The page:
1. 7
  1.  

  2. 4

    This is a cool idea! It would be nice to have it integrated into my terminak.

    It needs some work, though.

    I’m not sure this really clarifies what <~/devel/netbook-misc-devel/bible-pg10.txt tr -cs a-z0-9A-Z ‘\n’ | sort | uniq -c | sort -nr | head does, or why you would want to put the <-redirection at the beginning. exec vncserver -geometry 1270x900 is totally useless. ffmpeg -f video4linux2 -r 30 -i /dev/video0 -f alsa -i hw:0,0 “$@” basically doesn’t work. amixer -D pulse set Master 1+ unmute also basically doesn’t work. cat $(ls -d /etc/init.d/* | sort -R | head -1) also basically doesn’t work. if [ -e /etc/udev/udev.conf ]; then . /etc/udev/udev.conf; fi kind of works.

    But maybe I’m asking too much.

    Usually I find that finding the options in an example command line in a man page is relatively straightforward; what’s harder to understand in many cases is what options you want to achieve what you’re looking for, how things interact with each other, and what kinds of bugs you need to avoid.

    1. 2

      This idea plus a saner shell? Maybe add it to the IPython Notebook?

      1. 1

        Doesn’t the IPython Notebook already have on-demand docstrings and argument lists?

      2. 2

        dest=${file##*tmp-rules--} doesn’t work usefully either.

        1. 3

          I suspect it just parses the shell, doesn’t actually run it.

          1. 2

            **I half-expected this to recursively analyse each call.

          1. 2

            Yeah, it claiming that those are the -b, -a, and -r flags is pretty bad. To be fair you need a special command-line parser for tar commands :)

            1. 1

              Really only the first argument. Historic back compat permits leaving out the dash on the first option block, but after that it’s mandatory.

              1. 1

                Does *BSD use a tar that still requires the z?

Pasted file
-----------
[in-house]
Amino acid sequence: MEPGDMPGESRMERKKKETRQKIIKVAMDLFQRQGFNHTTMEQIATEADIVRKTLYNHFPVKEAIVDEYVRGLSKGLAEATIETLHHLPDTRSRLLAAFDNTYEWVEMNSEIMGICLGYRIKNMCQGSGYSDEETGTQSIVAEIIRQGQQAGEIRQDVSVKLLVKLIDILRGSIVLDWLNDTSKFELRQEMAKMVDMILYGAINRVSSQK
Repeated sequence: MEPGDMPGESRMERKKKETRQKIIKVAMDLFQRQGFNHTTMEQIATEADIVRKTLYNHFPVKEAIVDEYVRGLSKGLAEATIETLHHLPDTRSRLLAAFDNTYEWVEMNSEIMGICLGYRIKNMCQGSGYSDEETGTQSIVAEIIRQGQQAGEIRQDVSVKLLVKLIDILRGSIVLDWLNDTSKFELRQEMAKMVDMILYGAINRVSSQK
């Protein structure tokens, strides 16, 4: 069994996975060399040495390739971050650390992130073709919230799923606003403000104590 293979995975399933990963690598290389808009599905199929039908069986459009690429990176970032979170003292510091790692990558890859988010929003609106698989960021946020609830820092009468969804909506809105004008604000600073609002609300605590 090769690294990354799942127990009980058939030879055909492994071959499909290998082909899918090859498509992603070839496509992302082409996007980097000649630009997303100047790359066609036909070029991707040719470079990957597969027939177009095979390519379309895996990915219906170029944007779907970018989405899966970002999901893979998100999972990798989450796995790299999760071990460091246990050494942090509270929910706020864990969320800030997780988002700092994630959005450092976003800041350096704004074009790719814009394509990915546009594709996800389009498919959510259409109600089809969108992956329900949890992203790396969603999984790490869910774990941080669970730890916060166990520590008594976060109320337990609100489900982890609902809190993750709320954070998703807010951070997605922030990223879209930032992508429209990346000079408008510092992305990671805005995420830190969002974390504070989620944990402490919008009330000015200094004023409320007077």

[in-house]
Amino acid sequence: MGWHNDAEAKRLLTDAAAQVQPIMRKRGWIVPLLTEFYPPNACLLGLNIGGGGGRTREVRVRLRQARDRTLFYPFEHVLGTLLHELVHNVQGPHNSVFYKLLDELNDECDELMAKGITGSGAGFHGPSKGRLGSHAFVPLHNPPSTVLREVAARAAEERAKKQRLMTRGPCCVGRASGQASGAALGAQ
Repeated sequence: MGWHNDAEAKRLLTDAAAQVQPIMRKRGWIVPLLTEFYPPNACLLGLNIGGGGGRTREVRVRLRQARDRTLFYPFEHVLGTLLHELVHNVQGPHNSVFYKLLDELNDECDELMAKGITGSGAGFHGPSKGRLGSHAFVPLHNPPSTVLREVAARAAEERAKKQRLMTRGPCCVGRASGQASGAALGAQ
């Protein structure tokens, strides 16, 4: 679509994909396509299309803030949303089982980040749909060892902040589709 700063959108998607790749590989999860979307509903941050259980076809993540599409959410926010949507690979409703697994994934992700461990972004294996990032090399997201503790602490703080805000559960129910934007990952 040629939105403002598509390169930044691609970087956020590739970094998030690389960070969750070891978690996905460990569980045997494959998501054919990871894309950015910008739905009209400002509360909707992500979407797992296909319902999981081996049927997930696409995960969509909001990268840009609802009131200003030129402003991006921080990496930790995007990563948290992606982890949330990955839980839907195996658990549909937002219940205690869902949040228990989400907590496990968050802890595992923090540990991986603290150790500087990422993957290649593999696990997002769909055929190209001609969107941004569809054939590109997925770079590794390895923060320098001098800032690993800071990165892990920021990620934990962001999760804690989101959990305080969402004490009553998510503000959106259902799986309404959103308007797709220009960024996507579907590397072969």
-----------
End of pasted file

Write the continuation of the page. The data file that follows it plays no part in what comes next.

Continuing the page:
1. 1

                  It pipes out a separate program based on the letter (compress for Z, gzip for z, bzip2 for j). The tar command itself knows nothing about compression.

                  On OpenBSD, compress and gzip are the same program and can decompress the other’s data, so you can use z (or Z) for both tar.Z and tar.gz files, but must use j for tar.bz2.

                  1. 1

                    I guess the explicit CPS style of bsdtar_getopt makes this a little trickier to implement than I naïvely thought, but is this lack of feature because you think that automatically adding the z if the filename ends with .gz is ⓐ actually a bad idea? or ⓑ more code to maintain that nobody’s willing to?

                    1. 2

                      I think there’s a fair bit of reluctance to add these little magic features that only work some of time (but not, for instance, when using a pipe) because then you have to remember when to specify the letter and when not to. That seems harder to remember and more error prone than just always specifying z.

                      1. 1

                        Thank you for the explanation!

          2. 2

            “This allows file names that contain newlines…” ಠ_ಠ

            1. 3

              It’s entirely possible, and yeah, it’s a huge pain in the ass to deal with.

              $ touch file$'\n'name
              $ echo *
              file
              name
              

              In fact, any byte other than null and slash are legal in filenames. It’s a safe bet that a significant majority of software doesn’t correctly handle every possible filename.

            2. 1

              Ubuntu-specific, apparently.

              http://explainshell.com/explain?cmd=nc+-l+1234